Small Tissue Chips in Space a Big Leap Forward for Research

Made of flexible plastic, tissue chips have ports and channels to provide nutrients and oxygen to the cells inside them. (Credits: NASA)

HOUSTON (NASA PR) — A small device that contains human cells in a 3D matrix represents a giant leap in the ability of scientists to test how those cells respond to stresses, drugs and genetic changes. About the size of a thumb drive, the devices are known as tissue chips or organs on chips.

A series of investigations to test tissue chips in microgravity aboard the International Space Station is planned through a collaboration between the National Center for Advancing Translational Sciences (NCATS) at the National Institutes for Health (NIH) and the Center for the Advancement of Science in Space (CASIS) in partnership with NASA. The Tissue Chips in Space initiative seeks to better understand the role of microgravity on human health and disease and to translate that understanding to improved human health on Earth.

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Human Physiology Projects Selected for International Space Station Research

KENNEDY SPACE CENTER, Fla., October 24, 2018 (CASIS PR) – The International Space Station (ISS) U.S. National Laboratory, the National Center for Advancing Translational Sciences (NCATS) and the National Institute of Biomedical Imaging and Bioengineering (NIBIB), today announced a series of project awards stemming from a funding opportunity on human physiology and disease onboard the orbiting laboratory. Both NCATS and NIBIB are part of the National Institutes of Health (NIH).

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New CASIS Opportunity for ISS Human Physiology Research

Kennedy Space Center, Fla., December 4, 2017 (CASIS PR) — The Center for the Advancement of Science in Space (CASIS), the National Center for Advancing Translational Sciences (NCATS) and the National Institute of Biomedical Imaging and Bioengineering (NIBIB), today announced a funding opportunity focused on human physiology and disease onboard the International Space Station (ISS) U.S. National Laboratory.

Both the NCATS and the NIBIB are part of the National Institutes of Health (NIH). Data from this research — which will feature “Tissue Chips” (or “organs-on-chips”) — will help scientists develop and advance novel technologies to improve human health. This announcement is part of a four-year collaboration through which NCATS will provide up to $7.6 million, subject to funding availability, for research investigations onboard the ISS National Laboratory for the benefit of life on Earth.

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CASIS, NIH Sponsor Human Physiology & Disease Experiments on ISS

KENNEDY SPACE CENTER, Fla., June 20, 2017 (CASIS PR The Center for the Advancement of Science in Space (CASIS) and the National Center for Advancing Translational Sciences (NCATS), part of the National Institutes of Health (NIH), today announced five grants have been awarded in response to a funding opportunity focused on human physiology and disease onboard the International Space Station (ISS) U.S. National Laboratory. Data from this research — which will feature “tissue chips” (or “organs-on-chips”) — will help scientists develop and advance novel technologies to improve human health here on Earth.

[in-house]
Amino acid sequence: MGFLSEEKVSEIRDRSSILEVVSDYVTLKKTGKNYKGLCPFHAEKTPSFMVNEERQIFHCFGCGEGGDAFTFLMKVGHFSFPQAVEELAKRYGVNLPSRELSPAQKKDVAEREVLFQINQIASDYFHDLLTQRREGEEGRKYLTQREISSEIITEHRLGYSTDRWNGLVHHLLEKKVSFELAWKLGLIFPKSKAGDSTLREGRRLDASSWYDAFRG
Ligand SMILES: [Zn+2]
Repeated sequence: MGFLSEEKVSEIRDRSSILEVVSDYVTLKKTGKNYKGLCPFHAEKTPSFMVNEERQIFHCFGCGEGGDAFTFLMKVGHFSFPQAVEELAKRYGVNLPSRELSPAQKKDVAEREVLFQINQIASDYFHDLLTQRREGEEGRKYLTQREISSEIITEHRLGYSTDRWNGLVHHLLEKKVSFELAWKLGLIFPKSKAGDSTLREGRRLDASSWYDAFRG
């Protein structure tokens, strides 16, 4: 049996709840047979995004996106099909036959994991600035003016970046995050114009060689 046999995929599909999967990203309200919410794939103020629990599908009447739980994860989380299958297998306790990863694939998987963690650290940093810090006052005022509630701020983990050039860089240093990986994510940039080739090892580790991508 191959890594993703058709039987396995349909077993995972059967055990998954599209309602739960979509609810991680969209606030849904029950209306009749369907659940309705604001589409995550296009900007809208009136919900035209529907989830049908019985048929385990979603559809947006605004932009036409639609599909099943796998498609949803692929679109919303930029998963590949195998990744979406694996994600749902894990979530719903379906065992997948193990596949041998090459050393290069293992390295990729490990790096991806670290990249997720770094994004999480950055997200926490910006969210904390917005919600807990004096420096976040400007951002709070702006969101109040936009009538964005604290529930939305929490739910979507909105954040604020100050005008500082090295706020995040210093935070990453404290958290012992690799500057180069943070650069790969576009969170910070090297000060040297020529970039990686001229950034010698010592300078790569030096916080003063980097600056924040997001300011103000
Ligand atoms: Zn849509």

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CASIS, NCATS Announce ISS Funding Opportunities in Human Physiology

casis_new_logoKENNEDY SPACE CENTER, Fla., October 5, 2016 (CASIS PR) — The Center for the Advancement of Science in Space (CASIS) and the National Center for Advancing Translational Sciences (NCATS), part of the National Institutes of Health (NIH), today announced a funding opportunity focused on human physiology and disease onboard the International Space Station (ISS) U.S. National Laboratory. Data from this research — which will feature “tissue chips” (or “organs-on-chips”) — will help scientists develop and advance novel technologies to improve human health. This announcement is part of a four-year collaboration through which NCATS will provide up to $12 million in funding to use tissue chip technology for translational research onboard the ISS National Laboratory for the benefit of human health on Earth.

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CASIS, NIH Sign MOU to Study Human Physiology on ISS

casis_new_logoKENNEDY SPACE CENTER, Fla., July 12, 2016 (CASIS PR) — The Center for the Advancement of Science in Space (CASIS) and the National Center for Advancing Translational Sciences (NCATS), part of the National Institutes of Health (NIH), have established a Memorandum Of Understanding (MOU) to fund research into human physiology and disease on the International Space Station (ISS) U.S. National Laboratory. Data from this research — which will feature “Tissue Chips” (or “organs-on-chips”) — will help scientists develop and advance novel technologies to improve human health.

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